Mr P was a 57 year old Indian man admitted in hospital H and diagnosed as severe pneumonia. He is known case of non insulin dependent diabetes mellitus and hypertension for many years. Two month ago, he did a surgery coronary artery bypass graft. Recently, he had stroke and became bedridden since a month ago. He was staying with his daughter and a maid to take care of him. On arrival in Intensive Care Unit (ICU), he looks frail and emaciated. Mr P not able to speech but only produce incomprehensive sound. According to his maid Mr P has loss of appetite and refuse to eat most of the time at home. He is able to move both hand with mild weakness and barely can move his both legs because of stroke. Both of his legs are with mild stiffness. His sternal wound and left saphenous vein harvest incision wound in the left leg had healed. Overall the skin is intact but very dry and fragile. No pressure sore are seen during admission.
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After 3 days of admission Mr P condition deteriorated and intubated with mechanical ventilator support for 2 weeks before gone for tracheotomy surgery. He was partial sedated during intubation because sedative infusion Midazolam mixed with Morphine (Midamorphine) was given to him continuously as prescribed by the anaesthetist. According to Sessler and Varney (2008) the core principles of sedation in ICU are to provide comfort and relief from distress include pain, sleep deprivation, the presence of tubes in the nose and mouth. Nasogastric tube inserted for Mr P. Blended diet was served every 3 hour, 7 times a day suggested by dietician to ensure his nutritional requirement is met. According to Dorner, Posthauer and Thomas (2009) inadequate of calories, protein, vitamins and minerals increase the risk of pressure ulcer develops. Besides that, physiotherapist involved for limbs exercise. Several studies suggest early mobilisation for prolong bed rest ICU patient can improve muscle strength and prevent disuse muscle atrophy (Burtin, 2009; Needham, 2008; Martin, Hincapie, Nimchuk, Gaughan & Criner, 2005).
Mr P also put on a ripple mattress and re position every two hour by the nurses. A draw sheet about 30inches x 15inches placed horizontally underneath the centre of patient for mobilise purpose was a routine in ICU. For example, nurses used to carry the draw sheet to lift up Mr P when he slides down to the edge of bed after semi recumbent position, from left lateral to right lateral or from right lateral to left lateral. After a week, a blister form on Mr P’s left heel is about 3cm x 2cm. The blister ruptured on following day. It contained of serous. The outer layer of the skin was debrided by the doctor and wound bed presented clean, red pink colour without slough or exudate. Wet to dry dressing with povidone iodine was performed as ordered by the doctor.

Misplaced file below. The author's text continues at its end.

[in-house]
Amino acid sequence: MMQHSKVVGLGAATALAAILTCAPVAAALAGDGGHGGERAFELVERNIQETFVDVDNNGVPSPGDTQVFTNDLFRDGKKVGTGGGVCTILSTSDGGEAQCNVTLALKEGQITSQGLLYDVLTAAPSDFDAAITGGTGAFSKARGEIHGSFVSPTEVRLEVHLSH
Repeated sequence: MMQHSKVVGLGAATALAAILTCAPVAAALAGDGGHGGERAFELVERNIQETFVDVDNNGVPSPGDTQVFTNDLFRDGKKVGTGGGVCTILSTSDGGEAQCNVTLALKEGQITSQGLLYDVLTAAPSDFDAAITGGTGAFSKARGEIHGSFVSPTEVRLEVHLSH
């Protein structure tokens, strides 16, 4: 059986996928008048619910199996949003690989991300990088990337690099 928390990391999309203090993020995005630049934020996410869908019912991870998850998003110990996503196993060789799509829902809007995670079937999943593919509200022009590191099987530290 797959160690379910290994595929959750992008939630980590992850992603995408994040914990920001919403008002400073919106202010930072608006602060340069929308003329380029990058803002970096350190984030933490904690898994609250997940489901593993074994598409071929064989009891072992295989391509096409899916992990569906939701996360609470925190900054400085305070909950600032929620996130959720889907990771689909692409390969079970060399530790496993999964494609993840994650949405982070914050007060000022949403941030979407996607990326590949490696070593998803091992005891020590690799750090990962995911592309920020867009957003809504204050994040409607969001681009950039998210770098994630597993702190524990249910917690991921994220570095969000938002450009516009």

Two topics were chosen for this paper:
1) To promote growth of granulation tissue.
2) To prevent pressure ulcer.
Pressure ulcer is frustrating issue in all health care setting. It has been associated with increase duration of stay in hospital and contributes to mortality and morbidity (Grey, Enoch & Harding, 2006; Maklebust, 2005). In addition, pressure ulcer considered nursing greatest challenges and reflects on the quality of nursing care. The European Pressure Ulcer Advisory Panel (EPUAP) and National Pressure Ulcer Advisory Panel (NPUAP) (2010) defines pressure ulcer is localised impair to the skin and underlying tissue common on bony prominence area result from pressure, shear or combination of these. NPUAP and EPUAP (2010) also review four stages classification of pressure ulcer. Stage 1 is skin intact with non blanchable erythema; stage 2 is skin loss involve of dermis, epidermis or both; stage 3 is skin loss, damage or necrosis of subcutaneous tissue and stage 4 is extensive damage or tissue necrosis to muscle, bone or supporting structures. However, a comprehensive treatment in early stages of pressure ulcer can avoid extent to stage 4 pressure ulcer. Furthermore, early recognition can significantly reduce comorbidities, mortalities and costs of treatment (Brem & Lyder, 2004). However, Gosain and Dipietro (2004) explain that aging process has been demonstrated delay the process of wound healing including haemostasis, inflammation, proliferation and maturation. Wicke, Bachinger, Coerper, Beckert, Witte and Konigsrainer (2009) study shows age related alteration result in reduce blood circulation and lymphatic drainage, diminish epithelisation, decrease collagen production and delay deposition connective tissue for older people.
In addition, chronic disease such as diabetes mellitus, chronic infection, peripheral vascular disease and cardiac disease will cause wound hypoxia thus delay wound healing (Stadelmann, Digenis & Tobin, 1998). The level of haemoglobin also plays an important role.